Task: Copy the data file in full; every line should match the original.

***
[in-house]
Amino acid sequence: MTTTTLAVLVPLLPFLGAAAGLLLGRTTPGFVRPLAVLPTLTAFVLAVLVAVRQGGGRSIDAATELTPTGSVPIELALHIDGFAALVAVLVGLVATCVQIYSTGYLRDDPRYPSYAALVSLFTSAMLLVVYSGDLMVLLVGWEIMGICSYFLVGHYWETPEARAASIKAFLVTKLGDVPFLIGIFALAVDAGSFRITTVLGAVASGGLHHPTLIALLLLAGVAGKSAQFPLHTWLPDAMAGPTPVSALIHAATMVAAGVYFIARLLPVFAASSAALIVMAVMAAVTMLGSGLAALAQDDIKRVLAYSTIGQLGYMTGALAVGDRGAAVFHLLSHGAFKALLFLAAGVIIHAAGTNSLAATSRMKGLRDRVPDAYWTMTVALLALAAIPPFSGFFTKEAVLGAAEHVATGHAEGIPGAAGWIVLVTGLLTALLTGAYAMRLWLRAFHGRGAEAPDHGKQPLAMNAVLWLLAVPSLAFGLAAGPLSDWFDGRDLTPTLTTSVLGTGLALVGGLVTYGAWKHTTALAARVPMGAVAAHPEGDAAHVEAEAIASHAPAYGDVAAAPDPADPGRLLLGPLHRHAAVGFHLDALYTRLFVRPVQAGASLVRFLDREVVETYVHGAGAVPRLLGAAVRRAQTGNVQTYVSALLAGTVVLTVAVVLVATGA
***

[in-house]
Amino acid sequence: MTTTTLAVLVPLLPFLGAAAGLLLGRTTPGFVRPLAVLPTLTAFVLAVLVAVRQGGGRSIDAATELTPTGSVPIELALHIDGFAALVAVLVGLVATCVQIYSTGYLRDDPRYPSYAALVSLFTSAMLLVVYSGDLMVLLVGWEIMGICSYFLVGHYWETPEARAASIKAFLVTKLGDVPFLIGIFALAVDAGSFRITTVLGAVASGGLHHPTLIALLLLAGVAGKSAQFPLHTWLPDAMAGPTPVSALIHAATMVAAGVYFIARLLPVFAASSAALIVMAVMAAVTMLGSGLAALAQDDIKRVLAYSTIGQLGYMTGALAVGDRGAAVFHLLSHGAFKALLFLAAGVIIHAAGTNSLAATSRMKGLRDRVPDAYWTMTVALLALAAIPPFSGFFTKEAVLGAAEHVATGHAEGIPGAAGWIVLVTGLLTALLTGAYAMRLWLRAFHGRGAEAPDHGKQPLAMNAVLWLLAVPSLAFGLAAGPLSDWFDGRDLTPTLTTSVLGTGLALVGGLVTYGAWKHTTALAARVPMGAVAAHPEGDAAHVEAEAIASHAPAYGDVAAAPDPADPGRLLLGPLHRHAAVGFHLDALYTRLFVRPVQAGASLVRFLDREVVETYVHGAGAVPRLLGAAVRRAQTGNVQTYVSALLAGTVVLTVAVVLVATGA